As a marketer, it’s your job to know what your customers are up to. You want to know their interests, what problems they’re trying to solve, and what’s making their lives easier.
You likely have a decent amount of data about your customers. The picture may not be clear at a granular level. Still, you can definitely get some ideas at an aggregate level. Your ad campaigns show you what pain points create the most action. Your email campaigns show what intrigues them about your products.
If your company sells a device that needs to capture data, you have an opportunity to even further understand your customer.
The Data Is All Over the Place
The problem is, our data lives in a variety of systems. If we could unlock and connect it, that data could help us close sales, simplify customer service efforts, or deliver more targeted marketing messaging to our current customers.
A 2017 Gartner study found that large companies average $15 million in lost time, resources, duplicated effort, and missed opportunities from not having more connected data.
Moreover, a 2021 Forsta customer survey found that business users spend more time each week moving or entering data than they do actually analyzing it or using it to make decisions.
I can certainly attest to many hours spent compiling reports that received only a cursory review.
Let’s rededicate those hours to being able to make sense of what’s happening in our business and creating meaningful follow-up with our customers based on what we’re seeing.
Establishing Purpose for Your Project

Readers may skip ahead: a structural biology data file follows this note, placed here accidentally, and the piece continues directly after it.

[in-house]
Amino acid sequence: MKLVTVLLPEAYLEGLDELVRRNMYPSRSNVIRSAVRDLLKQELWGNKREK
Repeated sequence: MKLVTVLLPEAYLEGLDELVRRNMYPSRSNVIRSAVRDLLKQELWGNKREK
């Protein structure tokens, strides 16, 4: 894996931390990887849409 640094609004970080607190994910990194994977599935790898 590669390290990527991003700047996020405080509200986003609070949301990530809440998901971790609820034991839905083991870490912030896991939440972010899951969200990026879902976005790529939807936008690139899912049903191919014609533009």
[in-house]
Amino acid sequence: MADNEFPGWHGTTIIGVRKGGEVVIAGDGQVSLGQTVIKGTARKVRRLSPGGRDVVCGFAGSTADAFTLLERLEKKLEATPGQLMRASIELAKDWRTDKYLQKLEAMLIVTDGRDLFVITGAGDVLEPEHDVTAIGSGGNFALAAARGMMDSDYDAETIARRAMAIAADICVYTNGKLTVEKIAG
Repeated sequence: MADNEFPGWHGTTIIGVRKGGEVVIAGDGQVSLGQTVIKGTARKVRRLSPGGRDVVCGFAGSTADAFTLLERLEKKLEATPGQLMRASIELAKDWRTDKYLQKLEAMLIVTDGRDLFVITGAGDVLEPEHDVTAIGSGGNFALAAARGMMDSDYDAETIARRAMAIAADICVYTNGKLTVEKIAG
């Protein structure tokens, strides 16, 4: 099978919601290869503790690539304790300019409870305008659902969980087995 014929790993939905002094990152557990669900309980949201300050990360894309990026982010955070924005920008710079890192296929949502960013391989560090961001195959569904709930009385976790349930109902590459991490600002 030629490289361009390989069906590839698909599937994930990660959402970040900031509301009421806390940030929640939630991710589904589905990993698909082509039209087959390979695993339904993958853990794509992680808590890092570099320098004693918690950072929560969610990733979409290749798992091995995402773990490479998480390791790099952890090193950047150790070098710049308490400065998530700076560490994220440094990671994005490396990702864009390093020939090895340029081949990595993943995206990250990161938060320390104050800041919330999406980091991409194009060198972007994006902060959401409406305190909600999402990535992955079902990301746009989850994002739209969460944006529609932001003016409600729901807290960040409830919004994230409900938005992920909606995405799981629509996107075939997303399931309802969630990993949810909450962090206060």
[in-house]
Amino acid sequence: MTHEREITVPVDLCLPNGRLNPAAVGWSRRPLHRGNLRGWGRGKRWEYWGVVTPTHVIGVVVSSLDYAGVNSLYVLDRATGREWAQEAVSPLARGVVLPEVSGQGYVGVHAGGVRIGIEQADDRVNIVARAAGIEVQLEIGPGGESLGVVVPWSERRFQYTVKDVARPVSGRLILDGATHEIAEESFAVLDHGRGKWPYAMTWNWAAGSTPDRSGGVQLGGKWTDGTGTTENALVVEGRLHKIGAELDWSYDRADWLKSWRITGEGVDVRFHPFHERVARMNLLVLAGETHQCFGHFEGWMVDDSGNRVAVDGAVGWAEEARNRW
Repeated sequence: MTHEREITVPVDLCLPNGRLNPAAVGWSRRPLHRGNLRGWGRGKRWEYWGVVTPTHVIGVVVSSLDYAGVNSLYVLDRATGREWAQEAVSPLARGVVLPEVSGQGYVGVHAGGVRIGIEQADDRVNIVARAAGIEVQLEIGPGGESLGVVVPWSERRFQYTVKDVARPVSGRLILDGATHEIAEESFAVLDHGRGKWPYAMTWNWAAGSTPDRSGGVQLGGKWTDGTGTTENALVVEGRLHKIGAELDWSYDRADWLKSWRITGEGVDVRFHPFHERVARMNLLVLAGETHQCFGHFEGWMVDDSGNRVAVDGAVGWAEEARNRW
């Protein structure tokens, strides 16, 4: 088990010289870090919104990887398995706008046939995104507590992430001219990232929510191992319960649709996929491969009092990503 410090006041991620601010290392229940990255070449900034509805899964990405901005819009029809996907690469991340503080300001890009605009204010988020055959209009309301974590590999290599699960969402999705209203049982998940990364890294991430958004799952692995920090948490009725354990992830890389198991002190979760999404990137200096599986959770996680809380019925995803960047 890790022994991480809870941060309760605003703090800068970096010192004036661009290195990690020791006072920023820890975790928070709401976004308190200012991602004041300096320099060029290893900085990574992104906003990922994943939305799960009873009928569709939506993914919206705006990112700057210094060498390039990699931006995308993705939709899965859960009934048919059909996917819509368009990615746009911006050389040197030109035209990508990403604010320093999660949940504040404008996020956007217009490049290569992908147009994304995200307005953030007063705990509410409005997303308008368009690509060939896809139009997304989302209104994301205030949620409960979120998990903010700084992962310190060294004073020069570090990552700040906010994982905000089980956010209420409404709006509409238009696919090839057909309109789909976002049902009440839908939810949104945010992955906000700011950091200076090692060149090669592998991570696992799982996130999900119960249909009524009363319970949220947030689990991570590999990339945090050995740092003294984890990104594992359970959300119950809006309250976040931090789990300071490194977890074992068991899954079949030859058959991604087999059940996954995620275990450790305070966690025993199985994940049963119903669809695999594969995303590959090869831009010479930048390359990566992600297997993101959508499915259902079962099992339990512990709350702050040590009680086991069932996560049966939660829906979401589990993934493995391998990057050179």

Before we get into the “how,” let’s talk about the “why.”
Data connectivity is great, but you’re going to have to invest some degree of time and expense in making it happen. You need a reason for that extra effort.
Here are a few ideas to get you started with how your project could benefit your company.
- Lifetime Customer Value: Better data connectivity means better attention to your customer, so you can spot drops in usage of your device. A sales rep could reach out to understand what’s going on and potentially help resolve any number of issues.
- Customer Satisfaction: Speeding up meaningful responses to your customers will certainly have an impact on how your customers regard your brand and how likely they are to recommend the brand to others. (See Jay Baer’s “Time to Win: The Consumer Patience Story” for proof of how speed makes an impact.)
Depending on your business model, you might also be able to include annual revenue or size of individual sales, as well.
There needs to be a direct line between a process you can improve and a metric that indicates the health of your product(s). It’s better to underpromise and overdeliver here, so be thoughtful about the metrics you choose.
When you have your metrics, be sure to thoroughly document your benchmark at a few different levels. If you’re going to argue that speeding up customer responses will increase customer satisfaction, then you need to know your current response time average and your customer satisfaction scores. That way, you can demonstrate how improvements had a positive impact.
Once you have your metrics all worked out, then you can focus on what data connections will help you get there most effectively.
Connecting the Dots: An Imagined Solution
Your data might be spread out across a number of systems like your customer relationship management (CRM) tool, support ticket platform, billing, case data from the device, or an online application for case review.